The day was pretty uneventful except for when the sister accidentally took the cab driver's jacket believing it to be mine. We realized the mix up only when the cab had whizzed off.

We hadn't been in the city for more than an hour and had already committed a theft. Is it any wonder that Indians don't get visas on arrival in European nations? And a host of other countries but who's keeping track..

Fortunately, the sister had reminded me to take the receipt from the cabbie to keep track of expenses. Wise move; the receipt had his cell number on it. The sister made the call, mortified. The cabbie returned and claimed what was his and all was forgiven. The sister breathed deep sighs of relief on having been absolved of her sin. 

Later, I headed to Tesco to buy fruit, some perishables and mineral water. It took a while; the text on every product and aisle sign was in Czech and I forgot the water in the process of interpretation and misinterpretation so had to go back for it. 

What had also slipped my mind was the European fascination for sparkling water. Having gone off carbonated drinks a few years ago, I was damned if I was going to drink gassy H2O. I despise the stuff and curse the blasted man/woman that came up with the crap. 

I gazed down the aisle. There were several different brands of water staring back at me. Perlivá (sparkling), perlivá, perlivá.. I couldn't find 'neperlivá' (still) anywhere. I shook a few bottles to try to discern whether there was gas in them but couldn't really make out.  Finally after a few more rounds of intense cross examination of about a dozen brands, I came across the store's own brand of drinking water. It didn't say 'neperlivá' but then again 'perlivá' wasn't mentioned either. I'd finally found normal mineral water!

Having accomplished my mission, I carried the bottles in my backpack (after purchasing them obviously) and scourged the mall for a decent windbreaker that didn't cost the earth to no avail.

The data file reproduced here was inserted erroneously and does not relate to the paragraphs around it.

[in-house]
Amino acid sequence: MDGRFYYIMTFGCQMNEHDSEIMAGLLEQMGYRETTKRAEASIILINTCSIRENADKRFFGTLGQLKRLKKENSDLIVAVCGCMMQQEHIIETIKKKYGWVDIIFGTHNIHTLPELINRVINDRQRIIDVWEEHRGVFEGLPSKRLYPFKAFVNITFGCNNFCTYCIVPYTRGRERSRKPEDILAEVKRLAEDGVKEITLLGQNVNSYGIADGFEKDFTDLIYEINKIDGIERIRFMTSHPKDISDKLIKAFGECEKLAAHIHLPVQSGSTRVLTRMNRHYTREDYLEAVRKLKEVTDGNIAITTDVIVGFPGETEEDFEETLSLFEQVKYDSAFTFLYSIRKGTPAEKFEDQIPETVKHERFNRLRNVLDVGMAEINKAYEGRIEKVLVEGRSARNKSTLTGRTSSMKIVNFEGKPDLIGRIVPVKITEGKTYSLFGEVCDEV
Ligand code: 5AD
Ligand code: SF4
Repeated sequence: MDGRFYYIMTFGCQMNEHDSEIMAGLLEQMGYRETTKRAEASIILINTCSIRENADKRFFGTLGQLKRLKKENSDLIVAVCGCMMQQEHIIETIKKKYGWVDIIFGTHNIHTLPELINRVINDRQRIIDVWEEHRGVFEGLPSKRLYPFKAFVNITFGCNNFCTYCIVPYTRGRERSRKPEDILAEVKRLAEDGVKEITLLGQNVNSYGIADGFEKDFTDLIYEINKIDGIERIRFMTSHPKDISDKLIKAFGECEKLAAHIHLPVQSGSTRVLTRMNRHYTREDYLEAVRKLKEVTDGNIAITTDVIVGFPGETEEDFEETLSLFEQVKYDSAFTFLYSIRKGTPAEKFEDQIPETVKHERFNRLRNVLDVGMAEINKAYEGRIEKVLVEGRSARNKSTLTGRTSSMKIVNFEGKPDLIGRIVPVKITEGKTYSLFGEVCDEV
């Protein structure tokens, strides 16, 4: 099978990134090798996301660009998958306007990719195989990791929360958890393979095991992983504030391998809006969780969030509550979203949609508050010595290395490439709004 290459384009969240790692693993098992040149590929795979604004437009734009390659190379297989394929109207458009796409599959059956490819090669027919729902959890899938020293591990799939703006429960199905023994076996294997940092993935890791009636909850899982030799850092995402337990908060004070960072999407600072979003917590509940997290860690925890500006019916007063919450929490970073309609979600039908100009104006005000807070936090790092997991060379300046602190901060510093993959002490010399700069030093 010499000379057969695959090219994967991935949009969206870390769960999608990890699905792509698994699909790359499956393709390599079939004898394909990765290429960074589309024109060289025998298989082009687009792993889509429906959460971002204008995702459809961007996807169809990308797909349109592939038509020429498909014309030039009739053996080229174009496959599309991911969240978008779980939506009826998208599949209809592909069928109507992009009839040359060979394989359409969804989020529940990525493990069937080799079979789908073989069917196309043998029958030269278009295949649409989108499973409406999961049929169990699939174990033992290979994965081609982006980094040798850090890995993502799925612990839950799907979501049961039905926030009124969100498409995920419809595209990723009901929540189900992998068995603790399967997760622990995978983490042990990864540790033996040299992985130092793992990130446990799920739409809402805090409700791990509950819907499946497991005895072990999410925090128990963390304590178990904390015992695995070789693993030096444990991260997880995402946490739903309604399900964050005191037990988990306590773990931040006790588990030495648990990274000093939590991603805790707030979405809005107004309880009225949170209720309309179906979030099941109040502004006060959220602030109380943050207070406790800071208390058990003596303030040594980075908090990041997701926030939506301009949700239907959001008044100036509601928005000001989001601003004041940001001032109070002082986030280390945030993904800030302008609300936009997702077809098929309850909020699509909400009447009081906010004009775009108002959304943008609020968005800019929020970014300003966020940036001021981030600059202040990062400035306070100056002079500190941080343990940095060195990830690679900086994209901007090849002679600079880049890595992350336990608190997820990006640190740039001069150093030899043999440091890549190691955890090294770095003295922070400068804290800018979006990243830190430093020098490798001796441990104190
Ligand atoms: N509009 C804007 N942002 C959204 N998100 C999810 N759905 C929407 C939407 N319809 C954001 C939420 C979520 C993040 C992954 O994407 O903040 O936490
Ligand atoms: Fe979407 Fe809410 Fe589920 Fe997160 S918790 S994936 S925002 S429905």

After a relaxing meal in a cafe reading Further Travellers' Tales from Heaven and Hell (apt isn't it?) and indulging in a delicious smoothie, I returned to my room. 

Dehydrated from the smoothie, I opened the bottle of water with a mighty heave and then groaned inwardly. The bottle cap had released a *fizzzzz* as I turned it. 

Dammit. This place is more of a desert than Kuwait is. 

Lesson learnt: Never buy a brand of water that has 'sycená' (carbonated)  on its label. 

Monday, 2 September 2013

The CELTA Games - Part 2 - The Watermelon Incident


It was lunch hour. Ms. Fish and I skedaddled out to her car, intending to eat at Pizza Hut which was a few minutes' walk from the British Council.

It was 44 degrees. Walking was out of the question.

The car wasn't much better, suffocating us with its trapped heat while the seats burned our posteriors. I strapped on my seat belt, yelling out as my fingers accidentally touched the flaming hot buckle. Right then, we were distracted by a pick up truck stacked with dozens of watermelons parked on the side of the road. One lay cut up at the edge of the truck, its pink flesh exposed and inviting. Ms Fish and I exchanged a glance, lips curling into impish grins.

Pizza Hut could go to hell.

We stopped on impulse, bought one after due consideration, got half of it sliced by the vendor but still intact so as to have no difficulty breaking the pieces apart, smuggled it into class past beaming security guards (I had a sudden thought as to whether they'd ask to screen it while I expended all my strength on not dropping it) through a side entrance of the building and gorged on it with our delighted classmates.

There are few joys in life that are as fulfilling as eating watermelon straight from the rind after being subject to a blistering 44 degrees. It was a pain to clear the seeds strewn across the floor and mop up the juice with wet wipes and toilet paper, and even then we didn't manage to get rid of all the evidence in time as one of our CELTA trainers walked into the room wrinkling his nose, exclaiming, "it smells like hamburgers in here!"

It was worth cleaning up all the muck. The spontaneity and glee put us all in a good mood and took our minds off the stress that was beginning to take a toll on most.  I was slightly surprised at how excitedly everyone had indulged in the act despite there being no cutlery; I'd expected a couple of our older classmates to turn our offer down in slight disdain.